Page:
An international research team has discovered the enigmatic source of diamonds from space known as lonsdaleite, an extremely rare, hexagonal diamond shape.

Scientists have confirmed the existence of lonsdaleite in ureilite meteorites from the mantle of an ancient dwarf planet in our solar system. The team believes the cosmic diamond formed shortly after the dwarf planet collided with a giant asteroid about 4.5 billion years ago.

The investigation, published in Proceedings of the National Academy of Sciences (PNAS)it included researchers from Monash University, RMIT University, CSIRO, the Australian Synchrotron and the University of Plymouth.

Where does lonsdaleite come from?

Lonsdaleite is named after Dame Kathleen Lonsdale, a famous British female crystallographer who was the first woman to be elected a Fellow of the Royal Society.

For their research, the team used advanced electron microscopy techniques to obtain hard, intact sections of the meteorites to develop snapshots of how lonsdaleite and ordinary diamonds form.

RMIT’s Professor Dougal McCulloch, one of the project’s senior researchers, commented: “There is strong evidence that there is a newly discovered formation process for lonsdaleite and ordinary diamond that is like a supercritical vapor deposition process that happened in this space rocks, possibly in the dwarf planet shortly after a catastrophic collision. Chemical deposition is one way people make diamonds in the lab, basically by growing them in a specialized chamber.

“This research conclusively proves that lonsdaleite exists in nature. We also found the largest lonsdaleite crystals known to date, which are down to a micron in size – much, much thinner than a human hair.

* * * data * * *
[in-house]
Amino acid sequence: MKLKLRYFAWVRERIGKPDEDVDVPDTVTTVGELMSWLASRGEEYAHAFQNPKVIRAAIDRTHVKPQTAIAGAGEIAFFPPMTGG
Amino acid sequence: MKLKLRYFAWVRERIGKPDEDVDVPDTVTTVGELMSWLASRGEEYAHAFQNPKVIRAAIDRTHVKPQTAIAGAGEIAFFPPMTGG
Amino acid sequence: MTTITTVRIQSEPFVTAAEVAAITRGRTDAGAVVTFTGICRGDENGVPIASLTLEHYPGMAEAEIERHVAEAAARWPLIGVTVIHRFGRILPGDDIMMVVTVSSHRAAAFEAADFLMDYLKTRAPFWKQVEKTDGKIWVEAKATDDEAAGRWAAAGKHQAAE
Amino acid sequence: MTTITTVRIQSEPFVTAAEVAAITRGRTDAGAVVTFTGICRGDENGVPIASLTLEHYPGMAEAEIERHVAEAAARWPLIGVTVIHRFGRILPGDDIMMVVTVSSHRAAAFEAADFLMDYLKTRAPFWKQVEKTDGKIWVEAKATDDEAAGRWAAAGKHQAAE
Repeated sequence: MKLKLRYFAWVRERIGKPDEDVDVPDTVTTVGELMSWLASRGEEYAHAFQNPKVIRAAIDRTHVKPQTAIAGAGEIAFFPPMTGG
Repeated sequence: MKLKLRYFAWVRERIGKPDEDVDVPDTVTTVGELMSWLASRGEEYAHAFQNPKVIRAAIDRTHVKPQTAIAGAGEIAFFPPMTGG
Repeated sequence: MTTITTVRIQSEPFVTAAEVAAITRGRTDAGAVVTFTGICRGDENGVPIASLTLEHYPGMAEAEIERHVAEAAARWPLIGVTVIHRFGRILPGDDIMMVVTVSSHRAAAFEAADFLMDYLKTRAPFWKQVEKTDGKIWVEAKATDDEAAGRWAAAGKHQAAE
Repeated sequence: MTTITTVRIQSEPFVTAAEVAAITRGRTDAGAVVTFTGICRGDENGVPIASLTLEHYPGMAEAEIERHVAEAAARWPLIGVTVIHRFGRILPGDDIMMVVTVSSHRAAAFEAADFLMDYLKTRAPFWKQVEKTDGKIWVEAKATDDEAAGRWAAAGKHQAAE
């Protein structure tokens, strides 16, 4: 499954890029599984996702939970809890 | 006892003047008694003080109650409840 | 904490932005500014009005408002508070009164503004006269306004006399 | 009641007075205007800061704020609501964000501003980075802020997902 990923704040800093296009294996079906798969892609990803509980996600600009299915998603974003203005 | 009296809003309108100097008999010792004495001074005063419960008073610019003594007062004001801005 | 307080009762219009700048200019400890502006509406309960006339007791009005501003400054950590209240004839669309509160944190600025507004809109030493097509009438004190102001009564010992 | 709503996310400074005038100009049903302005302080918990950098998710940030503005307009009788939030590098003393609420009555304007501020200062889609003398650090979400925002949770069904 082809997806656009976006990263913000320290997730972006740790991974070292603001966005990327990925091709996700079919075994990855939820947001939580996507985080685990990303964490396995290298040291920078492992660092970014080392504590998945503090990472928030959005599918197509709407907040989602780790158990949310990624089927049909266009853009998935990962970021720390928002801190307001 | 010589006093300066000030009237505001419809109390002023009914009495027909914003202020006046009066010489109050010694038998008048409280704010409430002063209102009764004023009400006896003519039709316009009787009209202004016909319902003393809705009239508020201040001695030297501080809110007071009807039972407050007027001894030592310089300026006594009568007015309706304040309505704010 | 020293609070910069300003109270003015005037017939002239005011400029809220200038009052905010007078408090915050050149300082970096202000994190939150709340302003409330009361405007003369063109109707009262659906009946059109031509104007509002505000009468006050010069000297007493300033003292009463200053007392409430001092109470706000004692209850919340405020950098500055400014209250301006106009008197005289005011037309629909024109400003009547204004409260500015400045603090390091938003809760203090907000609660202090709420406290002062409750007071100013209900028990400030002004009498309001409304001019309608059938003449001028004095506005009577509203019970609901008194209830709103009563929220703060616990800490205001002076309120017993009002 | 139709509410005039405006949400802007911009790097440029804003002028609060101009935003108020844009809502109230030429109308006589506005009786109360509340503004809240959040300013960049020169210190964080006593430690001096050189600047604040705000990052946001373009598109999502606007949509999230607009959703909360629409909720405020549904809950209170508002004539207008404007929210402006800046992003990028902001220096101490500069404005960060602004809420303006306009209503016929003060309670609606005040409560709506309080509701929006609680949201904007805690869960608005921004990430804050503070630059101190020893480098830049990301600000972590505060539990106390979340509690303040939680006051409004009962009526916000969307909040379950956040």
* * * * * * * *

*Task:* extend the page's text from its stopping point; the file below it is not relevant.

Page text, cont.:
Professor Andy Tomkins (left) of Monash University with PhD student Alan Salek of RMIT University and a sample of a ureilite meteor. Credit RMIT University

The researchers hypothesized that the lonsdaleite in the meteorites formed from a supercritical fluid at high temperature and moderate pressure, which preserved almost perfectly the shape and textures of the preexisting graphite.

Professor Andy Tomkins, head of the study and a geologist at Monash University, said: “Later, lonsdaleite was partially replaced by diamond as the environment cooled and the pressure decreased. In this way, nature has provided us with a process to try and reproduce in industry.”

Potential applications of space diamond

The team explained that the hexagonal structure of lonsdaleite atoms makes it harder than ordinary diamonds, which have a cubic structure. Therefore, their robust structure may make them useful for new manufacturing techniques for ultrahard materials in mining applications.

Professor Tomkins concluded: “We think that lonsdaleite can be used to make small, ultra-hard machine parts if we can develop an industrial process that promotes the replacement of pre-formed graphite parts with lonsdaleite.”

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Scientists discover origins of mysterious lonsdaleite space diamonds

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